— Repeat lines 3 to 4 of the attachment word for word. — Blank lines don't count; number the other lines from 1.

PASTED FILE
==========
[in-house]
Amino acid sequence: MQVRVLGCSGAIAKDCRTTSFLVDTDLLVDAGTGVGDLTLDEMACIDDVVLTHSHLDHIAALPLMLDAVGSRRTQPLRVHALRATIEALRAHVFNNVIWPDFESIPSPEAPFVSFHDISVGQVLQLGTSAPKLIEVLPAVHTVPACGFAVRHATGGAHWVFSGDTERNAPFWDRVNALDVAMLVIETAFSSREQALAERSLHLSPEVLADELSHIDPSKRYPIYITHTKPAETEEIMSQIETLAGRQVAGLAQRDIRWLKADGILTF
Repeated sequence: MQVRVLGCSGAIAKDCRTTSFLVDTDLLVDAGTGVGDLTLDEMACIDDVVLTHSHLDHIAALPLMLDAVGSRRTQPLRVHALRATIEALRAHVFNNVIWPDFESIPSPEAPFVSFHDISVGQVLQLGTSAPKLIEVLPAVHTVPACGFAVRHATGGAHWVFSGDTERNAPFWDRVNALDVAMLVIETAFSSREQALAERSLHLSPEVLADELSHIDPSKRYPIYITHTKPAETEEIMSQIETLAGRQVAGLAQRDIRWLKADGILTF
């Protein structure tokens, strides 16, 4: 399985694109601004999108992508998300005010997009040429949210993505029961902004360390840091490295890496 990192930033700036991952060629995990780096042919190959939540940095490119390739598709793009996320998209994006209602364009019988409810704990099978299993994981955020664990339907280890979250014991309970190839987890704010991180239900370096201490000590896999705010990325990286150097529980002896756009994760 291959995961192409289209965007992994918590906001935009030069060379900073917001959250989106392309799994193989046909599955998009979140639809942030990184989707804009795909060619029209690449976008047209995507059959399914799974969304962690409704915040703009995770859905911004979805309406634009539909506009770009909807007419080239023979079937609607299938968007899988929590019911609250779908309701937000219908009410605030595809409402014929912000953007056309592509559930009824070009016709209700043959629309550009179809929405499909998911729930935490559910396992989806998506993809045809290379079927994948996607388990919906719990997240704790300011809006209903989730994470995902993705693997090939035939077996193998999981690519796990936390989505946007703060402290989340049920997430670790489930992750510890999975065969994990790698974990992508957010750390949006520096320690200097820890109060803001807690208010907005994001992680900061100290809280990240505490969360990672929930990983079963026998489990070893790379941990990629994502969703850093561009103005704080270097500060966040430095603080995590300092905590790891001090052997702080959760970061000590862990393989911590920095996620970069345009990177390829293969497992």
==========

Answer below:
Repeated sequence: MQVRVLGCSGAIAKDCRTTSFLVDTDLLVDAGTGVGDLTLDEMACIDDVVLTHSHLDHIAALPLMLDAVGSRRTQPLRVHALRATIEALRAHVFNNVIWPDFESIPSPEAPFVSFHDISVGQVLQLGTSAPKLIEVLPAVHTVPACGFAVRHATGGAHWVFSGDTERNAPFWDRVNALDVAMLVIETAFSSREQALAERSLHLSPEVLADELSHIDPSKRYPIYITHTKPAETEEIMSQIETLAGRQVAGLAQRDIRWLKADGILTF
């Protein structure tokens, strides 16, 4: 399985694109601004999108992508998300005010997009040429949210993505029961902004360390840091490295890496 990192930033700036991952060629995990780096042919190959939540940095490119390739598709793009996320998209994006209602364009019988409810704990099978299993994981955020664990339907280890979250014991309970190839987890704010991180239900370096201490000590896999705010990325990286150097529980002896756009994760 291959995961192409289209965007992994918590906001935009030069060379900073917001959250989106392309799994193989046909599955998009979140639809942030990184989707804009795909060619029209690449976008047209995507059959399914799974969304962690409704915040703009995770859905911004979805309406634009539909506009770009909807007419080239023979079937609607299938968007899988929590019911609250779908309701937000219908009410605030595809409402014929912000953007056309592509559930009824070009016709209700043959629309550009179809929405499909998911729930935490559910396992989806998506993809045809290379079927994948996607388990919906719990997240704790300011809006209903989730994470995902993705693997090939035939077996193998999981690519796990936390989505946007703060402290989340049920997430670790489930992750510890999975065969994990790698974990992508957010750390949006520096320690200097820890109060803001807690208010907005994001992680900061100290809280990240505490969360990672929930990983079963026998489990070893790379941990990629994502969703850093561009103005704080270097500060966040430095603080995590300092905590790891001090052997702080959760970061000590862990393989911590920095996620970069345009990177390829293969497992």